Climate love
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UN Women

Climate love

Why the climate crisis is not gender-neutral

The climate crisis is not gender-neutral. On International Women's Day, and every other day, we must confront a stark reality: women and girls are disproportionately impacted by the climate crisis, especially in developing countries where vulnerability is heightened and resources are scarce.
Statistics paint a bleak picture:
⚠️ Women and girls are 14 times more likely to die during disasters than men.
🌪️ 80% of those displaced annually by climate-related events are women.
🌾 Women produce up to 80% of food in developing nations, rendering them more susceptible to food insecurity amidst climate-induced crop failures.
🚨 In areas most affected by climate change, female genital mutilation has increased by almost 30%
Climate change is anticipated to cause an additional 250,000 deaths annually between 2030 & 2050, with women and children bearing the brunt of this toll.
These numbers should ignite outrage, regardless of gender. Women often face barriers to education, healthcare, and economic resources, limiting their capacity to adapt and mitigate climate impacts. Ownership of land and access to credit, crucial for sustainable agriculture and resilience-building, remains complicated for many women. The climate crisis permeates all aspects of women's lives, exacerbating existing inequalities and introducing new challenges such as increased genital mutilation and elevated costs of sanitary products.
Despite these realities, women are still sidelined in climate decision-making processes. Let's just remember how recently the upcoming COP29 first appointed no women to its 28-member climate committee and finally changed its mind after global outrage.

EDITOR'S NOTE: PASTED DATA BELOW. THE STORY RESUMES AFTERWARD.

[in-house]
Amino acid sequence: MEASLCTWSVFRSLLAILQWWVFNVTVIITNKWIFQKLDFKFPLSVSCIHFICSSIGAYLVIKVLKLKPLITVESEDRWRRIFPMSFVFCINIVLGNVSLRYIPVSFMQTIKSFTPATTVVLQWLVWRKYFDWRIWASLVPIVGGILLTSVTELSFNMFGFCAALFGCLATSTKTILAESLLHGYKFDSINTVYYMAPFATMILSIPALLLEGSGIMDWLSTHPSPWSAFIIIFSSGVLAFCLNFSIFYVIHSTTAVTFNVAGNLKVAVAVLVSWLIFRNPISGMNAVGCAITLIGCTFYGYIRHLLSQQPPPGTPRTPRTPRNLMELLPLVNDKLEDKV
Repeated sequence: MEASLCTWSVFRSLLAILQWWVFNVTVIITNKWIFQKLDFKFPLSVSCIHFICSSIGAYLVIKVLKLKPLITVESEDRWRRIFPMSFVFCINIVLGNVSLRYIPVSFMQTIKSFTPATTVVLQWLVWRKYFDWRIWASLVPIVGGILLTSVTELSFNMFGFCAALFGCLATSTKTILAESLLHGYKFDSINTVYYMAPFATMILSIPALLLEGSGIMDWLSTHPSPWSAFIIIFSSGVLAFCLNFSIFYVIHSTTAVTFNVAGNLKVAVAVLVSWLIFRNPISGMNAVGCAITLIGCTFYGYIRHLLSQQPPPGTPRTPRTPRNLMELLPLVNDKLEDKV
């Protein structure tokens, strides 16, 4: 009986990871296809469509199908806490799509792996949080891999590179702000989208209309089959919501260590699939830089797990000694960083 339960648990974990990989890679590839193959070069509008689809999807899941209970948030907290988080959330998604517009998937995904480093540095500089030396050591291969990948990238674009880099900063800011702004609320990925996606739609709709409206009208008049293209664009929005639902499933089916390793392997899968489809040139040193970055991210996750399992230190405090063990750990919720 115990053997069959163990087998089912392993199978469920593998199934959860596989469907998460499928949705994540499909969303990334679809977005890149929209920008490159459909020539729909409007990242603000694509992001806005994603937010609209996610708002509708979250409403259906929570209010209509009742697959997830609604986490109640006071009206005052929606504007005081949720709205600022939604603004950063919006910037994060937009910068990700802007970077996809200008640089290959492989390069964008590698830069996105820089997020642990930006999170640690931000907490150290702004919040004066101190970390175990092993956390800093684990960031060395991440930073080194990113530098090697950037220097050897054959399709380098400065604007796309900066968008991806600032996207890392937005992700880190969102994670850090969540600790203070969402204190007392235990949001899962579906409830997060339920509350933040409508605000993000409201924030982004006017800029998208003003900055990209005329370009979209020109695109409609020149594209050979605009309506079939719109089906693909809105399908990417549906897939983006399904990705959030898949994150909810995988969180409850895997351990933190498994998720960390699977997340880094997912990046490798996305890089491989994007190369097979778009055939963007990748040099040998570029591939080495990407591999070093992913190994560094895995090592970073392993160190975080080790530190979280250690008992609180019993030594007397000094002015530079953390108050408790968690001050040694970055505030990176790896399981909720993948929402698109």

Some new research reveals the staggering economic toll climate change has on women in rural areas. New data from the UN's Food and Agriculture Organization indicates that households led by women lose about 8% more income to heat stress and experience a 3% greater reduction in income from floods compared to male-led households. This disparity translates to approximately an extra $37 billion (!!) lost to women from heat stress and $16 billion extra from floods annually across low-and middle-income countries. A 1°C rise in temperatures correlates with a one-third reduction in the incomes of female-headed households. The issue is that climate aid often overlooks these gendered impacts, failing to address the unique vulnerabilities women face. By intentionally targeting women and empowering them economically, we can catalyze GDP growth and enhance resilience in the face of climate change.
Head to our home page today to read about women-led initiatives tackling these economic disparities.

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Investing in gender-responsive policies, enhancing women's representation in leadership roles, and empowering women as agents of change are imperative steps. Research by the International Union for Conservation of Nature demonstrates that increased women's participation in natural resource management leads to better conservation outcomes and sustainable resource use. One of my favourite pieces of data: when women are leading companies, they are most likely to reach their climate goals.